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VSV Confirmed in First Texas Horse for 2020

The United States Department of Agriculture (USDA) Animal and Plant Health Inspection Service (APHIS) confirmed in its April 23 situation report that two horses on a Starr County, Texas, premises tested positive for vesicular stomatitis virus (VSV), New Jersey serotype. The index premises, along with a second nearby equine premises in Starr County where an additional horse was identified, met confirmed VSV case definition with compatible clinical signs and subsequently tested positive.
The index premises and the subsequent premises contain four horses and five cattle. The two index horses showed clinical signs (lip lesions) around April 19 and the third around April 21. No clinical signs have been observed in the cattle, and no animals have moved onto or off the premises. Properties with confirmed positive and suspect cases are quarantined for at least 14 days from the onset of lesions in the last animal affected on the premises.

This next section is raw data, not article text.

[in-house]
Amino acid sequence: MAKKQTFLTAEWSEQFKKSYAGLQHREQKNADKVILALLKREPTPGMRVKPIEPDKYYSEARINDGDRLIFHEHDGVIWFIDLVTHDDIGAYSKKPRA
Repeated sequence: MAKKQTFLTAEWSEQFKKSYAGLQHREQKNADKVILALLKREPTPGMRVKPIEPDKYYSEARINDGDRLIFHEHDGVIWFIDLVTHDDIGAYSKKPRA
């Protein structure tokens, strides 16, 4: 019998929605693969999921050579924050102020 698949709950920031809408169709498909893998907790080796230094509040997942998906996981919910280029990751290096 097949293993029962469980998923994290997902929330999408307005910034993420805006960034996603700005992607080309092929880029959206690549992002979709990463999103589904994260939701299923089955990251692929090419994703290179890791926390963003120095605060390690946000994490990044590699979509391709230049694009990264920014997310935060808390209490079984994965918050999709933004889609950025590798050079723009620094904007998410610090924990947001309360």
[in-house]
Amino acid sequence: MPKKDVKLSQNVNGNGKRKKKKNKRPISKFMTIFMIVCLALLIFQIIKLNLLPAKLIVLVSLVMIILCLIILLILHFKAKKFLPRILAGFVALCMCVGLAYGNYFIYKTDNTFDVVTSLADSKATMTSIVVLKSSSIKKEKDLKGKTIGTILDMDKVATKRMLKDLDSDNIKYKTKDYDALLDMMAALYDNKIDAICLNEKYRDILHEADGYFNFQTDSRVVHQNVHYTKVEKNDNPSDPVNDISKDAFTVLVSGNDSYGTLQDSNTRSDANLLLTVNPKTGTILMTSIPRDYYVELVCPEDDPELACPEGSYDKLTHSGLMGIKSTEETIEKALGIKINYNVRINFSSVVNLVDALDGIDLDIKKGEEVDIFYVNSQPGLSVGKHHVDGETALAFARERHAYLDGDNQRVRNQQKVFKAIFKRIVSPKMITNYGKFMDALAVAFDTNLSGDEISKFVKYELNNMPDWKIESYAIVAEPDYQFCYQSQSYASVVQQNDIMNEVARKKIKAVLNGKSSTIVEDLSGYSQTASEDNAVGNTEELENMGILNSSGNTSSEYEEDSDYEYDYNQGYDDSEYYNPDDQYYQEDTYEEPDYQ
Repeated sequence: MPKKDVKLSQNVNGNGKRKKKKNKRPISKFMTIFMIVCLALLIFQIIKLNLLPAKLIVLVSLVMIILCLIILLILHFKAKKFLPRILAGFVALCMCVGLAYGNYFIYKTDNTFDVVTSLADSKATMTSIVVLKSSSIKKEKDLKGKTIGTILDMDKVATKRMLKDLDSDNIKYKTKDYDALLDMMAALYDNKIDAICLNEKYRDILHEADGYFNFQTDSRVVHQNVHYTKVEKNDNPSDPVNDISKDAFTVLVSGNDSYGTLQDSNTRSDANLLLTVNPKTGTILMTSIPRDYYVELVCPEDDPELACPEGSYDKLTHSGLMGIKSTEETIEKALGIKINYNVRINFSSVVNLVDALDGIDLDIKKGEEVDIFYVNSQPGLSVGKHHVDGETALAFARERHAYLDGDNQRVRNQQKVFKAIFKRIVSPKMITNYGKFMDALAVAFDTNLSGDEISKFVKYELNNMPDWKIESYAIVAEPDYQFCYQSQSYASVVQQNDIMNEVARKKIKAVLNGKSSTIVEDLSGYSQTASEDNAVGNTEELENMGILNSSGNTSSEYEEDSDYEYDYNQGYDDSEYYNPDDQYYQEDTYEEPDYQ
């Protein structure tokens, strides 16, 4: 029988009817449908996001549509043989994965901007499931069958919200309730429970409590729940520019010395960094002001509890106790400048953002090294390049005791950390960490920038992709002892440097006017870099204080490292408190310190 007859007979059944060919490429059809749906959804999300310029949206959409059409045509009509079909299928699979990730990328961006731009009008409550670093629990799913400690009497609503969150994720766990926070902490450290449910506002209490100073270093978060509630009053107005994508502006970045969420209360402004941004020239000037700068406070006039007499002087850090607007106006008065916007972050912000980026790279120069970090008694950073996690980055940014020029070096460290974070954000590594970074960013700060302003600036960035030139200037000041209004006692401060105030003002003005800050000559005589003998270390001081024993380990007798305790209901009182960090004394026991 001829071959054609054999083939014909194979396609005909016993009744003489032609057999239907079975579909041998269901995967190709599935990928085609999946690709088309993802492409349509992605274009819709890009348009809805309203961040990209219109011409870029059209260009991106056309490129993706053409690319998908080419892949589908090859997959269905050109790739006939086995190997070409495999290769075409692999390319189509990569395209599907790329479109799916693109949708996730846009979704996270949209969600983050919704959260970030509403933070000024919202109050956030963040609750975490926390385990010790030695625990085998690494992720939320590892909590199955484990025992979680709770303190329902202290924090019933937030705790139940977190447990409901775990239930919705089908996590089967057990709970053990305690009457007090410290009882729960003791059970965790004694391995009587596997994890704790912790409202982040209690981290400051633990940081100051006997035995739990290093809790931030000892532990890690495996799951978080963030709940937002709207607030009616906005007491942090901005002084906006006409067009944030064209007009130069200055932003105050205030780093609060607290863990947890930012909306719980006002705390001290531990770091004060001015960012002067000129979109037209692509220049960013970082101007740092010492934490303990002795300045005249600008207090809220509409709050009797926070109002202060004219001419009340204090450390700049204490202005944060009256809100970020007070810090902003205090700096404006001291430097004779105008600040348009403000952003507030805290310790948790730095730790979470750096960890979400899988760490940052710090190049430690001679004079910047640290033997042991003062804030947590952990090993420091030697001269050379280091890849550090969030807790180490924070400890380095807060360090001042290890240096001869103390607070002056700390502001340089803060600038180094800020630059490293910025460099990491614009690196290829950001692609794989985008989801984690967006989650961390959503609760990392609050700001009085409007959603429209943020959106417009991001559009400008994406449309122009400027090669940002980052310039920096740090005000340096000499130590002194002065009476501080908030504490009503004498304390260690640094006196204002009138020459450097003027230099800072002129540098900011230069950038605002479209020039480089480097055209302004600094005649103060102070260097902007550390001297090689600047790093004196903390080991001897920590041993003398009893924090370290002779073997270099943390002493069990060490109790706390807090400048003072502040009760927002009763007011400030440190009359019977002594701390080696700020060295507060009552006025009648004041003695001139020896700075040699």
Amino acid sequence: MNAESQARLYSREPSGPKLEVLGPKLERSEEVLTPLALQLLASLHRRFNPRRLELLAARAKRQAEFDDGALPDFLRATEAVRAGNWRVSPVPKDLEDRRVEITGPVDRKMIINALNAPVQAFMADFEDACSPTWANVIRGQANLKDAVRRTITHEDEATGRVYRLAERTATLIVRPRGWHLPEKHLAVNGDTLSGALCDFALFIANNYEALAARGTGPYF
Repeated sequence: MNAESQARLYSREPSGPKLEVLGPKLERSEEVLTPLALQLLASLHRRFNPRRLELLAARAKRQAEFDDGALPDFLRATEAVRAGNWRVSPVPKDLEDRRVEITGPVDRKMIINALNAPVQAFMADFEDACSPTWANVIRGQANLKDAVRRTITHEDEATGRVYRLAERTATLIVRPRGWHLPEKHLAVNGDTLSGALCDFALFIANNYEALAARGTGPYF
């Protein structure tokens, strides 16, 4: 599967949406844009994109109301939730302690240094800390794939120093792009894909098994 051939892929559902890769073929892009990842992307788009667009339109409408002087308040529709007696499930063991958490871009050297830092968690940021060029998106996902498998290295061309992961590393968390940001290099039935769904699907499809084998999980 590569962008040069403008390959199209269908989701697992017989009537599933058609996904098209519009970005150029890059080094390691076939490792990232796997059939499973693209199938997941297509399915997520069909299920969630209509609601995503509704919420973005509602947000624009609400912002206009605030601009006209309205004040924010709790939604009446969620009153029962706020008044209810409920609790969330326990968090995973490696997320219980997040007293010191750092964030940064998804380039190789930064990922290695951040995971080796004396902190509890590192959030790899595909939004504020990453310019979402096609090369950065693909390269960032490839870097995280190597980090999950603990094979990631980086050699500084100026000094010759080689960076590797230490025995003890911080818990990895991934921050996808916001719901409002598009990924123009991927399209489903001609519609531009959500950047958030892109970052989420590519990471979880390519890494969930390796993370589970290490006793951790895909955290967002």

VSV-New Jersey serotype (VSV-NJ) has not been identified in the United States since 2015. Other cases of VSV confirmed in 2020 (in New Mexico and Arizona) have been VSV-Indiana (VSV-IN) serotype. The last VSV outbreak involving both VSV-NJ and VSV-IN occurred in 1997-1998.

VS 101

Vesicular stomatitis virus can cause blisters and sores in the mouth and on the tongue, muzzle, teats, or hooves of horses, cattle, swine, sheep, goats, llamas, and a number of other animals. Lesions usually heal in two or three weeks.

Because of the virus’ contagious nature and its resemblance to other diseases such as foot-and-mouth disease, animal health officials urge livestock owners and caretakers to report these symptoms to their veterinarian immediately. Most animals recover with supportive care by a veterinarian.

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